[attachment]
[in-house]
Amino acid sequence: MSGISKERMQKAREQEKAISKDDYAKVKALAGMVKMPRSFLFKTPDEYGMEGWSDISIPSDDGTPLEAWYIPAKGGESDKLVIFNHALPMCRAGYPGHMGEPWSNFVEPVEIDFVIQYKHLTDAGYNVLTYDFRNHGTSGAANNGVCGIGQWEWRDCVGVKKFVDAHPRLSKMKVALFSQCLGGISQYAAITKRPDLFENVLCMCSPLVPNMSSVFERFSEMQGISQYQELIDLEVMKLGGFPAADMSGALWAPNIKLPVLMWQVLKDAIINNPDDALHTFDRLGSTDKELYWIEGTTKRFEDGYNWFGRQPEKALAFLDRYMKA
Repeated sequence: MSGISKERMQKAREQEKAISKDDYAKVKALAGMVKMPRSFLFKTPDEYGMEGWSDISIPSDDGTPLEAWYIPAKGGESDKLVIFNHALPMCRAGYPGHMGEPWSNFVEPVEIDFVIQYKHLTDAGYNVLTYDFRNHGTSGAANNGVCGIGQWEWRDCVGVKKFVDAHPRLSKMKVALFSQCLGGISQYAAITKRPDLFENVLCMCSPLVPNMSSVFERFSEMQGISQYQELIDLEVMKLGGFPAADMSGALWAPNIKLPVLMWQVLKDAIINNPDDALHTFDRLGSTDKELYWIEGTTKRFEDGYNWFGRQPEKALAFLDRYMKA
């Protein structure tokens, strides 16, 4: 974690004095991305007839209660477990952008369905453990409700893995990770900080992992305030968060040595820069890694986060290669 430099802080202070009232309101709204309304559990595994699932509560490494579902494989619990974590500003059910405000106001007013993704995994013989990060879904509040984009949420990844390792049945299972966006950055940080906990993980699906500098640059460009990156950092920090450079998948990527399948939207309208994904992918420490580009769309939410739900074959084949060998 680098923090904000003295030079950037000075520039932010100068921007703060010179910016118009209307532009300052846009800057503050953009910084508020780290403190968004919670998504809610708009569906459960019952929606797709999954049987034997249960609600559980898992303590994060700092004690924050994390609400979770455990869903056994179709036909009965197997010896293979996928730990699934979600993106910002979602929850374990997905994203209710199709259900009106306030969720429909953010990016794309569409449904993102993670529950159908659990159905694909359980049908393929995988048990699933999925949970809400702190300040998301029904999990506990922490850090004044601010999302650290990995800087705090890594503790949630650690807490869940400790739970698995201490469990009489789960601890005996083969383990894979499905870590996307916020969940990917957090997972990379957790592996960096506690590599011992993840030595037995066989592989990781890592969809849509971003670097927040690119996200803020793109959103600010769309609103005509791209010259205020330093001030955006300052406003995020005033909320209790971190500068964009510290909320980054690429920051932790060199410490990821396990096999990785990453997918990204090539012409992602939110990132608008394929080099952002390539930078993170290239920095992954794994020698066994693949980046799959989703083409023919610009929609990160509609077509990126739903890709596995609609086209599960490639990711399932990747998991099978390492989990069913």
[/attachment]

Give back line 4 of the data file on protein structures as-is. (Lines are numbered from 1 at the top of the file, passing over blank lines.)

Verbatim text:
């Protein structure tokens, strides 16, 4: 974690004095991305007839209660477990952008369905453990409700893995990770900080992992305030968060040595820069890694986060290669 430099802080202070009232309101709204309304559990595994699932509560490494579902494989619990974590500003059910405000106001007013993704995994013989990060879904509040984009949420990844390792049945299972966006950055940080906990993980699906500098640059460009990156950092920090450079998948990527399948939207309208994904992918420490580009769309939410739900074959084949060998 680098923090904000003295030079950037000075520039932010100068921007703060010179910016118009209307532009300052846009800057503050953009910084508020780290403190968004919670998504809610708009569906459960019952929606797709999954049987034997249960609600559980898992303590994060700092004690924050994390609400979770455990869903056994179709036909009965197997010896293979996928730990699934979600993106910002979602929850374990997905994203209710199709259900009106306030969720429909953010990016794309569409449904993102993670529950159908659990159905694909359980049908393929995988048990699933999925949970809400702190300040998301029904999990506990922490850090004044601010999302650290990995800087705090890594503790949630650690807490869940400790739970698995201490469990009489789960601890005996083969383990894979499905870590996307916020969940990917957090997972990379957790592996960096506690590599011992993840030595037995066989592989990781890592969809849509971003670097927040690119996200803020793109959103600010769309609103005509791209010259205020330093001030955006300052406003995020005033909320209790971190500068964009510290909320980054690429920051932790060199410490990821396990096999990785990453997918990204090539012409992602939110990132608008394929080099952002390539930078993170290239920095992954794994020698066994693949980046799959989703083409023919610009929609990160509609077509990126739903890709596995609609086209599960490639990711399932990747998991099978390492989990069913």